But there was one thing, one item I couldn’t find an adequate substitution for: cheese. This was half a decade or so ago, and I bought up all the non-dairy cheeses in the supermarket for taste tests (there weren’t many.) Whether Parmesan or Pepper Jack or Mozzarella, they either had the texture of a giant hunk of phlegm or was so tasteless I should have just eaten the plastic wrapper. At the end of my taste test, I selfishly chose to continue eating what I enjoyed despite knowing that it caused pain to another living being.
“It couldn’t be that much,” I told myself. “It’s my one thing. It wouldn’t make a difference if I stopped.”
The grief a mother suffers from the loss of a child is unfathomable–no matter what species you are. But because I liked the taste of cheese, I simply ignored the tragedy that her milk was used for my pleasure rather than feeding her own child who was ripped from her side. I could have just sworn off cheese completely. It’s not a necessity. But I didn’t. I made the cruel choice to go against what I knew was right.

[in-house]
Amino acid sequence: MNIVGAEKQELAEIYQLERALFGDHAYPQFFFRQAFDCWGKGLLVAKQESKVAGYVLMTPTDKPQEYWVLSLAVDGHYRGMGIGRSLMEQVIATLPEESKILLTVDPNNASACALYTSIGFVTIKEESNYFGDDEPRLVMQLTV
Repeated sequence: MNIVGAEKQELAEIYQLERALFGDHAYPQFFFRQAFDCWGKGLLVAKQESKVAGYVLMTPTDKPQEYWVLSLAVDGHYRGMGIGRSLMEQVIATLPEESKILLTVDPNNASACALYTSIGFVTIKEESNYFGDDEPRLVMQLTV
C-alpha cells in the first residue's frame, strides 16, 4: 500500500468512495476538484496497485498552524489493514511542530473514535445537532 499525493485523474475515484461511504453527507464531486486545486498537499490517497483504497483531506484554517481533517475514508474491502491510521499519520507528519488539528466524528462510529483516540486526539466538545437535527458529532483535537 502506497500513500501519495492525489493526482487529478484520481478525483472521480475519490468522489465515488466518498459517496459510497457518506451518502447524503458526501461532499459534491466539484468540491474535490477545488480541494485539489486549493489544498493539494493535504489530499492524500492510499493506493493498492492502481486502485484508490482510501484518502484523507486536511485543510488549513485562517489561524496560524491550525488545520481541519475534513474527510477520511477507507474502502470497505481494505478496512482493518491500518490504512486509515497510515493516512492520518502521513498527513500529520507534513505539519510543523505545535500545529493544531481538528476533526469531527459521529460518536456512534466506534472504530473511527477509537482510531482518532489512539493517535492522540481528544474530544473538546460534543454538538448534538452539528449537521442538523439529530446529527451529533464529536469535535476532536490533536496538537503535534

Humans aren’t perfect. We don’t always make the best choices. Eating with kindness isn’t an instant moment for everyone; for some it is a journey of many little decisions. While some set off and know the trail ahead clearly, treading confidently, others question each fork in the road, and each choice can lead either closer or further from living a kind, authentic life where our actions reflect our heart’s intent.